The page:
Households voluntarily hosted these mosquito release containers, to which Wolbachia-carrying mosquito eggs, water and fish food were added once every two weeks, for 4-6 months. Adult Wolbachia-carrying mosquitoes emerged from the containers, then bred with wild-type Ae. aegypti mosquitoes until almost all Ae. aegypti in the intervention areas carried Wolbachia.

“In Yogyakarta, everybody knows somebody who has been impacted by dengue. Dengue is present in all provinces of Indonesia and is endemic in many large cities and small towns. The results of the RCT is welcome news for the people of Yogyakarta and a major breakthrough for the World Mosquito Program’s ambition to protect the wider Indonesian population,” reads a statement by the World Mosquito Program.

These results are consistent with those from other trials performed in Australia and Brazil, giving confidence that the reduction in dengue incidence can be replicated using the Wolbachia method in other parts of the globe. However, this needs to be thoroughly tested since differences in the circulating dengue serotypes can influence the results of the intervention.

Here’s how Skrillex’s music could help fight Zika and dengue fever

Despite advances in technologies, diseases transmitted by Aedes aegypti mosquitoes, including Zika, chikungunya, and dengue—are still serious public health problems worldwide. It is difficult to control or eliminate Ae. aegypti mosquitoes because they are highly resilient and can rapidly bounce back to initial numbers after disturbances such as droughts or human interventions. Their eggs can withstand desiccation (drying) and they can survive without water for several months on the inner walls of containers.

As with most mosquito-borne diseases, efforts to fight Aedes-borne viral illnesses have mainly focused on the application of insecticides. Although insecticides have been historically useful in managing mosquito-borne diseases, increased resistance to all four classes of insecticide used to date and adverse effects on the health of animals and humans have led to anti-pesticide activism.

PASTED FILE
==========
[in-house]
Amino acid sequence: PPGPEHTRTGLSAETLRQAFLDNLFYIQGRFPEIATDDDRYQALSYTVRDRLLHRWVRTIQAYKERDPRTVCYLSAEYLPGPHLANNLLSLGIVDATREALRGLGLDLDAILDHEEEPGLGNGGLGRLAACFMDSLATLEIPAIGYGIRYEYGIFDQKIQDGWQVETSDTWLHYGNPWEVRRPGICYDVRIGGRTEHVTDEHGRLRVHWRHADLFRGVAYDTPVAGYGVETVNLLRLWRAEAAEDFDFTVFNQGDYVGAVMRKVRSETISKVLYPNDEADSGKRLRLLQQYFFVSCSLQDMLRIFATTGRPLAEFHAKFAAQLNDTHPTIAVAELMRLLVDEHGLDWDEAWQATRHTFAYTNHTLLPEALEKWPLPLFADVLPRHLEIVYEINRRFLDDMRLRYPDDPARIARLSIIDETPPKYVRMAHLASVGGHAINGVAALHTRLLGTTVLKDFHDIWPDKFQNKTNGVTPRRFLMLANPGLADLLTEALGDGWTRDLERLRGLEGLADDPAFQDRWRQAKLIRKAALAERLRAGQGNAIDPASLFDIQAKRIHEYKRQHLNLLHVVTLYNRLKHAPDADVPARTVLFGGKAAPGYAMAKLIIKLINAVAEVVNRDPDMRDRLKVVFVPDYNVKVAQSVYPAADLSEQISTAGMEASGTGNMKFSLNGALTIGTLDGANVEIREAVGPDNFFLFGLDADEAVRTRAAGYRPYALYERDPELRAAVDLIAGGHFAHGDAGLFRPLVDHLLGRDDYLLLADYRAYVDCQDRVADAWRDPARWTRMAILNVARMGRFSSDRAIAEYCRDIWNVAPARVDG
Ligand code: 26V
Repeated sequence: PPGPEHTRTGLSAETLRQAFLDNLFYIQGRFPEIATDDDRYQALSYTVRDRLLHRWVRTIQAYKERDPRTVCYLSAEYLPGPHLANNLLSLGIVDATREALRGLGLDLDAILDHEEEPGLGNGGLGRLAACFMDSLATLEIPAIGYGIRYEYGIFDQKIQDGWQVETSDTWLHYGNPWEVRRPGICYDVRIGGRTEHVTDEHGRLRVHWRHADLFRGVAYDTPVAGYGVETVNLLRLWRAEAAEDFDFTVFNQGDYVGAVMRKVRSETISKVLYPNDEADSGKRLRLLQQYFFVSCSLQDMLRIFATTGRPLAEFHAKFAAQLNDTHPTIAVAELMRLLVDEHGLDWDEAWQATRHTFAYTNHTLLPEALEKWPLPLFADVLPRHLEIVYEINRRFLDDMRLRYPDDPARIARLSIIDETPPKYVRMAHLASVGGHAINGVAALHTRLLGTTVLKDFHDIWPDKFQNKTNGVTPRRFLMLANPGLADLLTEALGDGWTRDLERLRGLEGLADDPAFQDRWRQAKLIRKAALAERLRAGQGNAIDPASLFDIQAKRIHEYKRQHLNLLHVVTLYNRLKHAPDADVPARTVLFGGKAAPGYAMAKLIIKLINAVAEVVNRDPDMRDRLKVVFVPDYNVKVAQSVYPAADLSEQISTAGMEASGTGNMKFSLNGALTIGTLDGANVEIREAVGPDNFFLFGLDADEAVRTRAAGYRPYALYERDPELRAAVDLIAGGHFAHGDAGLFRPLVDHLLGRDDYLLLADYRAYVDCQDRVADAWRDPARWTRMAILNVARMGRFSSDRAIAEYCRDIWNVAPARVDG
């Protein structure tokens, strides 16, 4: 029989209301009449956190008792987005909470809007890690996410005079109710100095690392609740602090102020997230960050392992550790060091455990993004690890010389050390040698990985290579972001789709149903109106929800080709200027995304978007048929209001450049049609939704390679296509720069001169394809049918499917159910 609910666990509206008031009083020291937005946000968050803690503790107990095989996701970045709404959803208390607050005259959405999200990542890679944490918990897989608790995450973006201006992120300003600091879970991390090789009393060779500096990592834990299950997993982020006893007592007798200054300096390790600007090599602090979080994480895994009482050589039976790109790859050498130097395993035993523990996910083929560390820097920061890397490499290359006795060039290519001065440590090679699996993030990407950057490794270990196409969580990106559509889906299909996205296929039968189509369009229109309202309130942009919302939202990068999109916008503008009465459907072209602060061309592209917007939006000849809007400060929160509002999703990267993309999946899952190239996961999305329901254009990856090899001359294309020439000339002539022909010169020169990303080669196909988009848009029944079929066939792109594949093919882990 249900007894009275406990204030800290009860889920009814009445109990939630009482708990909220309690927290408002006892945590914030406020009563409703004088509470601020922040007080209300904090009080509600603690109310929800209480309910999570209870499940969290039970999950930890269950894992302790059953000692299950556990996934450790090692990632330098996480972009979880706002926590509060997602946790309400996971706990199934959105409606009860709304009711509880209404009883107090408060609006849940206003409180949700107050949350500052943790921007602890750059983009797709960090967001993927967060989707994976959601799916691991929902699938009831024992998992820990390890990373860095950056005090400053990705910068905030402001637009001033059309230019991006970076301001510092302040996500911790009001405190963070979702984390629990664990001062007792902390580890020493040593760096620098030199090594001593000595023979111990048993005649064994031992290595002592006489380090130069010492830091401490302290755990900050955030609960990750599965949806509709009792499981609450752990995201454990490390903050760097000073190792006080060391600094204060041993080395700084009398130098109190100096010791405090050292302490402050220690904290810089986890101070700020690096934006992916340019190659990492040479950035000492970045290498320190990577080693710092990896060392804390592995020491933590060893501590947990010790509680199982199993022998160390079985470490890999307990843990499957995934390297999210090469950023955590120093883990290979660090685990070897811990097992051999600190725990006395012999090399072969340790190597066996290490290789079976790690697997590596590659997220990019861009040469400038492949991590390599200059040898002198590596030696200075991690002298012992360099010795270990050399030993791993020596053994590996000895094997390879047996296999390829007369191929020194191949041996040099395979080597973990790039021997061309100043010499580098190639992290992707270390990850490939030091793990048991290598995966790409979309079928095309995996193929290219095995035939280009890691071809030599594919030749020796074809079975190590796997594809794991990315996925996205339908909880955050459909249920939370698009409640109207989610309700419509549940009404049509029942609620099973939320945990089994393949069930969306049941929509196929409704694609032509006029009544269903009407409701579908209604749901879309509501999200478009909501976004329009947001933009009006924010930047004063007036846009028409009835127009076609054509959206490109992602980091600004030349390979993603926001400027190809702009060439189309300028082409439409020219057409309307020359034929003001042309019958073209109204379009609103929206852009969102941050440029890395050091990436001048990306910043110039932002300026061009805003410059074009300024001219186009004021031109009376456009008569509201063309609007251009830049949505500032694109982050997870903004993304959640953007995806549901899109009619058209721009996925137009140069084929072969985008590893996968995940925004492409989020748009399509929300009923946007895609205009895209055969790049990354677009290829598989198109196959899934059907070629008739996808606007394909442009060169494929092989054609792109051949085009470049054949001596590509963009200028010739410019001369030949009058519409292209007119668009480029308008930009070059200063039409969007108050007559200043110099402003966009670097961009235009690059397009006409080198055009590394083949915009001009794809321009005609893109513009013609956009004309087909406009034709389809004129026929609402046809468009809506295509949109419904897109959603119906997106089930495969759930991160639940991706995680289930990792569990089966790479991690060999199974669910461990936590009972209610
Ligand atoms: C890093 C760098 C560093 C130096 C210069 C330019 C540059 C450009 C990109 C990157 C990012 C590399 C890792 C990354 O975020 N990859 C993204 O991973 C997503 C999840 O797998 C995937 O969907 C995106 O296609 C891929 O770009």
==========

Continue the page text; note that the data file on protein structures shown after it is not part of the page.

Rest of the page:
A recent scientific study may have added a new tool in the fight against diseases carried by Aedes aegypti mosquitoes – electronic music by Skrillex, specifically dubstep.

Sound is “crucial for reproduction, survival, and population maintenance of many animals,” says a team of international experts from Universiti Malaysia Sarawak (Malaysia), Mosquito Research and Control Unit (Cayman Islands), Fukuoka University (Japan), Lambung Mangkurat University (Indonesia), Universiti Sains Malaysia, Universiti Malaysia Terengganu, and Mahidol University (Thailand).

Adults Aedes aegypti mosquitoes were presented with two sound environments (music-off or music-on). Discrepancies in visitation, blood feeding, and copulation patterns were compared between environments with and without music. Scary Monsters and Nice Sprites, a track by Skrillex was chosen because of its mix of very high and very low frequencies.

“In insects, low-frequency vibrations facilitate sexual interactions, whereas noise disrupts the perception of signals from conspecifics [members of the same species] and hosts,” the scientists said. Female adult mosquitoes were “entertained” by the track and attacked hosts later and less often than those in a dubstep-free environment. Scientists said, “the occurrence of blood feeding activity was lower when music was being played”. The scientists also found that mosquitoes exposed to the song had sex “far less often” than mosquitoes without music.

The results, which were published in the journal Acta Tropica, were good news for the global health community and for Skrillex. This observation that such kinds of music can delay host attack, reduce blood feeding, and disrupt mating offers new avenues for the development of music-based personal protective and control measures against Aedes-borne diseases.

The album Scary Monsters and Nice Sprites won two Grammys at the 54th Annual Grammy Awards, one for Best Dance Recording, and another for Best Dance / Electronica Album. Since Skrillex has teamed up with Ty Dolla $ign on Mariah Carey’s ‘The Distance’, perhaps a combination of beats from Scary Monsters and Nice Sprites plus Mariah’s whistle notes would even be more effective and make the Aedis mosquitoes proceed with Caution.